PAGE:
Philadelphian Nick Millevoi is best known for the post-industrial guitar grime of his Desertion Trio. Keyboard player Ron Stabinsky is one-third of the jazz arsonist squad Mostly Other People Do the Killing (MOPDtK), and every punk fan knows Derrick Bostrom as the founding drummer of the Meat Puppets. So it stands to reason that when the three come together as Grassy Sound Sept. 8 at Cleveland’s Bop Stop, they’ll be playing lounge music.
Don’t close the tab! Grassy Sound plays lounge music on an exalted level, the kind you’d hear in the Village Vanguard if that hallowed jazz shrine were a lounge, not the kind of lounge music you’d hear at a Howard Johnson’s motel in Reading, Pennsylvania in 1972. Actually, it is the kind of music you’d hear at a Howard Johnson’s in 1972, but that’s a feature, not a bug, says Millevoi who, for the record, was not yet born in 1972.
That last fact is crucial. “The reason that I love this kind of music is that, growing up in the ’80s, I spent a lot of time with my grandparents and some of this kind of music was being filtered through them,” Millevoi said by phone while walking through a Philadelphia-area park. “But it was also being filtered through ‘Pee Wee’s Playhouse,’ through the B-52s or the Stray Cats being on MTV and having constant access to culture on ‘Nick at Night’ and then seeing the ads for box sets of songs from the ’50s. That’s the stuff that was swirling around in my brain when I was six years old.”
That stuff is still there and coming soon to the four venues on the short tour in support of The Sounds of Grassy Sound (Destiny Records), the band’s debut album released in July. Swirling is an apt way to describe the sound emanating from Millevoi’s amp, a 1949 Fender Deluxe Tweed. “It has a has a three-digit serial number. So it’s a really early one,” Millevoi said, still with a sense of wonder. “Leo [Fender] probably had his hands on that one, which is really cool for me.”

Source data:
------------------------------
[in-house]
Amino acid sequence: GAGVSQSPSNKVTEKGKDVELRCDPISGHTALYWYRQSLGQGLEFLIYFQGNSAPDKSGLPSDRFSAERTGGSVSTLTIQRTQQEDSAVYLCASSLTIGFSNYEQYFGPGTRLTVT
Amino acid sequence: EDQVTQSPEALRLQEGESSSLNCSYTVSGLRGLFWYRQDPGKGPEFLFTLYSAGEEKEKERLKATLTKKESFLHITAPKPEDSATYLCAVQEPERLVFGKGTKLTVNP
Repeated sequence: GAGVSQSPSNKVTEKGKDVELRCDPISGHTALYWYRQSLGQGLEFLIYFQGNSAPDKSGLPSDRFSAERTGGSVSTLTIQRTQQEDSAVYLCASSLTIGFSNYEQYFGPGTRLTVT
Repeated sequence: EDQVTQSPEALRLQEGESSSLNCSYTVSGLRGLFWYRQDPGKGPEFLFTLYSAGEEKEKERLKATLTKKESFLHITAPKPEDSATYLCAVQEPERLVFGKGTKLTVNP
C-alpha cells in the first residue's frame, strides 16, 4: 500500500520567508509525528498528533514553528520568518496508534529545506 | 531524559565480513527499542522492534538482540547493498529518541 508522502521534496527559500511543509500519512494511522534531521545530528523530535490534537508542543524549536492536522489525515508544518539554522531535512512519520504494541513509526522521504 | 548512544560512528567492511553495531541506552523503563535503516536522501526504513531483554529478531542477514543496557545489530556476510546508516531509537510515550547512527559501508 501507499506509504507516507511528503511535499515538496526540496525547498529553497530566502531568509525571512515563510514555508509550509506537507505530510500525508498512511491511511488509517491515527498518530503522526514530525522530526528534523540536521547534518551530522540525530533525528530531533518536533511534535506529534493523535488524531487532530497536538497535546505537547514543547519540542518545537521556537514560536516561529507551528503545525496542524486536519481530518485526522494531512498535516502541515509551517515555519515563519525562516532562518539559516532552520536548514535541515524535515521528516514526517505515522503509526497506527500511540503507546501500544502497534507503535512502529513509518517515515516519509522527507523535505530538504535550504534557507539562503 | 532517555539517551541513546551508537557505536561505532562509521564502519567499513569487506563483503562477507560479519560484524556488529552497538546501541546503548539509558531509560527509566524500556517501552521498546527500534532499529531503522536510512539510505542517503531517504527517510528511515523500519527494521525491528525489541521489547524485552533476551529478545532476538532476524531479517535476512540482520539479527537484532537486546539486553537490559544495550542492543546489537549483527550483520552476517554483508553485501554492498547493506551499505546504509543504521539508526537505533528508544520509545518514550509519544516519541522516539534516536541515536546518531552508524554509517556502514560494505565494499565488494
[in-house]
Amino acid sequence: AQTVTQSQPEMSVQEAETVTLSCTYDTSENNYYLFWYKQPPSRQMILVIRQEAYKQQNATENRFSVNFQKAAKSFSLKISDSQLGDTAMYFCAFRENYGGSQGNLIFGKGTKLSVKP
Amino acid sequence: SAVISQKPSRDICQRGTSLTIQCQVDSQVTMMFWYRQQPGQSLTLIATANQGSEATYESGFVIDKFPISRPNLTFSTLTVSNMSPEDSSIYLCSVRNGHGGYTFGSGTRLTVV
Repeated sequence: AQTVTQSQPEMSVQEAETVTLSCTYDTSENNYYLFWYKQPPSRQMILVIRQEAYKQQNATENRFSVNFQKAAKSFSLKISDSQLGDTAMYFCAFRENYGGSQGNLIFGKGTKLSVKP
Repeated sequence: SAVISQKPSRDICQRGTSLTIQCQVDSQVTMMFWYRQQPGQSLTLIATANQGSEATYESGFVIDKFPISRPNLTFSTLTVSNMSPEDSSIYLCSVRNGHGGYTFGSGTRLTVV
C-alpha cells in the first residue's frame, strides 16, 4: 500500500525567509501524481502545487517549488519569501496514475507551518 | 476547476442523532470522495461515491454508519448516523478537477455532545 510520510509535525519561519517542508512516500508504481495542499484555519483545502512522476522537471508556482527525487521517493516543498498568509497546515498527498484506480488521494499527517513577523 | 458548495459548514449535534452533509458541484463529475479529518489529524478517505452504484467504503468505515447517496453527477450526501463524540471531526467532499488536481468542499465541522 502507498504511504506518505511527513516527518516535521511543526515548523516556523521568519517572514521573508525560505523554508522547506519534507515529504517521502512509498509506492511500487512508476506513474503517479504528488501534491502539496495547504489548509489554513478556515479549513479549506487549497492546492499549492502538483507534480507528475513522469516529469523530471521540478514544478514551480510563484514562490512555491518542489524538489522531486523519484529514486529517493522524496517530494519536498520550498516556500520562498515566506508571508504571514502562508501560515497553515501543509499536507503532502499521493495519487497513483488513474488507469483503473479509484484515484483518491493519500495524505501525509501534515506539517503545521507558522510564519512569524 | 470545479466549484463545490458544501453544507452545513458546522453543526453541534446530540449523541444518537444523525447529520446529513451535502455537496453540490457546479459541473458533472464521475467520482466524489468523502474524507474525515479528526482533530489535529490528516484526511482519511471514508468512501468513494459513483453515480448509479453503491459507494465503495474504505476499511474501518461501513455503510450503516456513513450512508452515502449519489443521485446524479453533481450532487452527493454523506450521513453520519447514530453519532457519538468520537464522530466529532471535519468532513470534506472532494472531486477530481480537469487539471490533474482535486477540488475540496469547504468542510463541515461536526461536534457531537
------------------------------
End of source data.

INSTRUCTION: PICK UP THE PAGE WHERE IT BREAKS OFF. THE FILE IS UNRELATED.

Millevoi is the rare gear geek who doesn’t own dozens of guitars. He current count is nine, not counting two lap steel guitars. “I just don’t have enough space for 30 guitars,” he said while leaving open the possibility that should conditions change . . .
Like most musical unions, Grassy Sound was formed through mutual connections. “I knew who Ron was, but the first time we met in person was at a gig where we didn’t improvise together, but I like I felt like we really connected and just wanted to immediately make a bunch of music with him,” Millevoi said. They recorded together on the Desertion Trio’s Twilight Time, a record of atmospheric covers (“Town Without Pity,” “Taboo” and Santo and Johnny’s “Sleepwalk”) that in many ways set the template for Grassy Sound.
All that makes sense. So where does Bostrom fit in?
Lately, Stabinsky, whose other credits include solo performances and membership in the Philadelphia new music ensemble, has been a member of the reconstituted Meat Puppets. When the Pups’ Cris Kirkwood contributed vocals to a demo of “Tumbling Tumbleweeds,” a song the Pups covered on their eponymously titled 1982 debut recording, Stabinsky called Millevoi to tell him that the drummer wanted to be on the record. “I don’t think I would have been forward enough to invite him on my own,” Millevoi said. “So I’m glad he found his way in. Even with this tour, I had been texting Derrick, but he wasn’t invited because he lives in Phoenix, and flying him east just wasn’t in the budget. But then he said, ‘If you’ll have me, I’d like to play this next group of shows.’ Oh, easy!”
From a presenter’s perspective, increasing the size of the band by 33 percent–and adding a marquee name at that–is seldom happy news, but New Ghosts guiding spirit Matt Laferty could hardly contain his delight. “As a person who came up in the ’80s, a punk-adjacent kind of person who heard the Meat Puppets, getting to host Derrick Bostrom is . . . well, my younger self would be pinching himself right now.”
Grassy Sound wsg Derrick Bostrom, September 8, 8 p.m., at Bop Stop, 2920 Detroit Ave., Cleveland. Presented by New Ghosts. $20 available here. The concert will be livestreamed at Bop Stop’s Facebook page. Viewing the stream is free but donations to the band and the venue are appreciated and can be made here.